Having had terrific success with Singin’ in the Rain (1952), 12 years later, Betty Comden and Adolf Green moved their movie industry pastiche forward to the 1930s with Fade Out- Fade In. The Broadway musical featured Carol Burnett, Dick Patterson, and Lou Jacobi. According to records, initial box office was stronger than Hello, Dolly! and Funny Girl (hard to believe), but Burnett first suffered an accident and then chose to exit for a show produced by her husband.
Hope Springfield (Vanessa Lemonides), movie usher, is unexpectedly “discovered” during the normal run of business by studio head Lionel Z. Governor (Jeffrey Arnold Wolf, a Rudy Vallée type based on L.B. Mayer). Flown to Hollywood for a screen test, she arrives to find LZ abroad and one of a cordon of obsequious nephews in charge. Rudolf (Rob Lorey) the low man on the totem pole, observes that she’s not at all LZ’s usual type – i.e. she’s a smart, wholesome girl instead of a dumb blonde on the make. Ralph, or #4 as his uncle thinks of him, is determined to show the New York boys what he’s worth by completing the film before LZ returns. He hustles his ingenue into the star system, pairing her in a musical called The Fiddler and the Fighter with their resident hunk/ megalomaniac (imagine Gaston in Beauty and the Beast) Byron Prong (Bill Coyne). The naïve young woman is dazzled by Prong. Rudolf is stuck on her.
Filming goes better than anyone expects, the girl has talent! What are the odds?! When LZ returns, however, it turns out this is the wrong usher! Hope is summarily dumped and the proverbial air head, marcelled blonde is imported (Oakley Boycott – imagine Lina Lamont in Singin’ in the Rain). I’m sure I don’t have to tell you the rest. There are, as well, parodies of Shirley Temple and Bill “Bojangles” Robinson.
Musical Theater Works’ appealing production offers talent and clever direction that outshines the material which is funny, but hit or miss. Added to the incentives of historical curiosity and extremely affordable, light hearted entertainment, there are some excellent performances.
Vanessa Lemonides (Hope) is the real deal. The actress has a strong, mid level musical theater voice. She moves beautifully, dances, and is a spot-on, natural comedienne – physical and otherwise; even a good mimic. A number where the artist literally dashes back and forth presenting two sides of a story is priceless. Lemonides is credible and pleasurable every moment. Casting directors take note. This young woman could do justice to Fanny Brice.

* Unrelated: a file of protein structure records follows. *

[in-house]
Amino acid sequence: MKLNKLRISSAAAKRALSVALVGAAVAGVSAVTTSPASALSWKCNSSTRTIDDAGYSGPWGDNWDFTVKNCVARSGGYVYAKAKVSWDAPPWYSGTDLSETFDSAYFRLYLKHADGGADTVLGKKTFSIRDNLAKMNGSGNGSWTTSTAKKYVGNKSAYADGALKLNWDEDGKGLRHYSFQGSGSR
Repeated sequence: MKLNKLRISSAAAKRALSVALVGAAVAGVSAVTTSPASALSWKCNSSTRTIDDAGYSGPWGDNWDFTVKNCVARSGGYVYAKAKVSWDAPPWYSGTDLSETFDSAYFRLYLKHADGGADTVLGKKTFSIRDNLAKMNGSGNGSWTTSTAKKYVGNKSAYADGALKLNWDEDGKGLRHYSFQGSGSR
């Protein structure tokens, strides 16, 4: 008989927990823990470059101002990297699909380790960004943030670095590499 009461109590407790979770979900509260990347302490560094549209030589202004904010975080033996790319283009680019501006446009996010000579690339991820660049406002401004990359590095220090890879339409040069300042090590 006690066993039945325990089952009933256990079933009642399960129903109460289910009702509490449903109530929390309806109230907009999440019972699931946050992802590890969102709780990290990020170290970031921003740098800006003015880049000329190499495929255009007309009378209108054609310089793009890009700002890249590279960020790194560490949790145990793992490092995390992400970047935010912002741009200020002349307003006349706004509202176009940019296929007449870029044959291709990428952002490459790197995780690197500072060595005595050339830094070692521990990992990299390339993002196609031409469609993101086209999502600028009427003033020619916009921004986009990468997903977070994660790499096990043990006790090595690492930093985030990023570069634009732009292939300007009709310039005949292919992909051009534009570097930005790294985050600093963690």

Rob Lorey (Rudolf) imbues his character with sweetness, apparently a victim of circumstances and lack of confidence rather than a thorough wimp like his fellows. Untapped backbone comes to fore, of course. Lorey is so natural an actor, it’s not a shock. He makes Rudolf an attractive option for Hope. A low key and engaging performance.
Bill Coyne (Byron) has some good songs and some funny moments, but his effort to seem vain and egotistical goes over the top to appearing gay. This may be intentional, but my inclination is to imagine this wasn’t the authors’ choice in 1964. The occasionally rolled “r” is a disconnect.
Oakley Boycott (Gloria) is a hoot as sex-on-the-hoof without a brain. Her wide-eyed mugging would fit into any silent film. Voice and accent are beautifully irritating. Timing is terrific – as if she simply can’t process anything quickly. Body language is skilled. Jeffrey Arnold Wolf (LZ) has a wonderful turn with the song “I’m at a Dangerous Age.” Robin Hayes (Dr. Taurig, LZ’s Viennese shrink) delivers solid characterization. Terrance Clow (Louis, the Bill Robinson role) transitions from educated to Uncle Tom seamlessly and handles a jaunty duet with ease.
Thomas Sabella-Mills (Director/Choreographer) has peppered the piece with funny conceits: when Byron is called off his prison set to meet Hope, he arrives chained to three other convicts in a bundle, later his relationship to mirrors Is engineered for laughs; Hope’s attempt to prove to Rudolf she’s had “experience” is grand; Gloria is a cartoon scream; back-up violins in a production number are the first of surprising and effective cardboard cut-outs…there’s more.
The ensemble has good voices directed to their best advantage by David B. Bishop. They’re energetic and focused. Duets work well, harmonies are pleasing. Costumes are period perfect, character specific, and amusing.
Photo Credit: Michael Portantiere
2. Bill Coyne, Rob Lorey
3. Oakley Boycott
Fade Out, Fade In
Book & lyrics by Comden & Green
Music by Jule Styne
Directed and Choreographed by Thomas Sabella-Mills
Music Director/Vocal Arranger- David B. Bishop
The Lion Theater
410 West 42nd St.
Through October 28, 2012